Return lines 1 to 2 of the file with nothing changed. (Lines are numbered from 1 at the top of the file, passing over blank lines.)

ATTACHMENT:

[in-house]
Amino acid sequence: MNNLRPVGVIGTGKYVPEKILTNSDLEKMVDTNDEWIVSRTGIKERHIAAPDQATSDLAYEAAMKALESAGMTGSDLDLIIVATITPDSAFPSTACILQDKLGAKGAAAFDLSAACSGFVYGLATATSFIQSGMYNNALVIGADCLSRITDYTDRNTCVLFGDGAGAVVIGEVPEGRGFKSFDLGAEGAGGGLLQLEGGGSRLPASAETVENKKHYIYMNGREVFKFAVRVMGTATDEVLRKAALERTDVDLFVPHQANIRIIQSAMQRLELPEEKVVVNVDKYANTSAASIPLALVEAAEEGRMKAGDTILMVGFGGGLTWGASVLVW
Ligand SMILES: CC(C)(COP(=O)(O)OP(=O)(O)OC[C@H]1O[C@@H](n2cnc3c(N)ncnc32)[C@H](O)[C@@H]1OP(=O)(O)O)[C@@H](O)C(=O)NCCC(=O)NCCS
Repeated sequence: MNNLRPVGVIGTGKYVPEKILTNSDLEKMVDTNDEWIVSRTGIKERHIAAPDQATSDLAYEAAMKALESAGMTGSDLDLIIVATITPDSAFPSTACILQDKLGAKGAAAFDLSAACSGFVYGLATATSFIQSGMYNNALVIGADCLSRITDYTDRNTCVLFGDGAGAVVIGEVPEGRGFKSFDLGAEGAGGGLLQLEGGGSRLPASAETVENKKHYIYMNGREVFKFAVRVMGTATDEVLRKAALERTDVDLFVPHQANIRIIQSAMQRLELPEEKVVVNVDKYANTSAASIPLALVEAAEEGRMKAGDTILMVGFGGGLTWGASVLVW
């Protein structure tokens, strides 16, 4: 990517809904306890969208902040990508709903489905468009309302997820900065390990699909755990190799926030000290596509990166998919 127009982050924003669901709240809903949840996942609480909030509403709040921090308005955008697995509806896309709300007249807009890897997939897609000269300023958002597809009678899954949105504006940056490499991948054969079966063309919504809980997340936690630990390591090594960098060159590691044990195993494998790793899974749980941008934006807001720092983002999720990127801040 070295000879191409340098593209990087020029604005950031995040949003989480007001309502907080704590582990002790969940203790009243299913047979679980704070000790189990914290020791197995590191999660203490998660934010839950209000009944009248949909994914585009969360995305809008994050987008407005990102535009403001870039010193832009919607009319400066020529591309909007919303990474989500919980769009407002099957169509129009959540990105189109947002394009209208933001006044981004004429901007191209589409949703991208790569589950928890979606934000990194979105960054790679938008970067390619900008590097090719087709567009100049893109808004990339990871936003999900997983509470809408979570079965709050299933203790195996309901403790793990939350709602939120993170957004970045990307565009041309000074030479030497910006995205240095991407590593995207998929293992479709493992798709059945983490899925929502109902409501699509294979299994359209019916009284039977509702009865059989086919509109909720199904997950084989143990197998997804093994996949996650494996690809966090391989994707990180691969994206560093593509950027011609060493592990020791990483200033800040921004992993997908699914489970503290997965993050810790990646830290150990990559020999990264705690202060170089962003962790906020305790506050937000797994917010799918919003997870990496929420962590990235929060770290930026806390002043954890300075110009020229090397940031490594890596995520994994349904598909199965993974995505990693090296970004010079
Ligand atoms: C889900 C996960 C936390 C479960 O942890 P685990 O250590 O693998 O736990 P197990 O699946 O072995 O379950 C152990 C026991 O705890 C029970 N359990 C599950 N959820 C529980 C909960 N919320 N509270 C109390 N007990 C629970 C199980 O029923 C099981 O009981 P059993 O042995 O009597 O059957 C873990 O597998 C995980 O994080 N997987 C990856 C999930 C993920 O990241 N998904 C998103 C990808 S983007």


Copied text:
[in-house]
Amino acid sequence: MNNLRPVGVIGTGKYVPEKILTNSDLEKMVDTNDEWIVSRTGIKERHIAAPDQATSDLAYEAAMKALESAGMTGSDLDLIIVATITPDSAFPSTACILQDKLGAKGAAAFDLSAACSGFVYGLATATSFIQSGMYNNALVIGADCLSRITDYTDRNTCVLFGDGAGAVVIGEVPEGRGFKSFDLGAEGAGGGLLQLEGGGSRLPASAETVENKKHYIYMNGREVFKFAVRVMGTATDEVLRKAALERTDVDLFVPHQANIRIIQSAMQRLELPEEKVVVNVDKYANTSAASIPLALVEAAEEGRMKAGDTILMVGFGGGLTWGASVLVW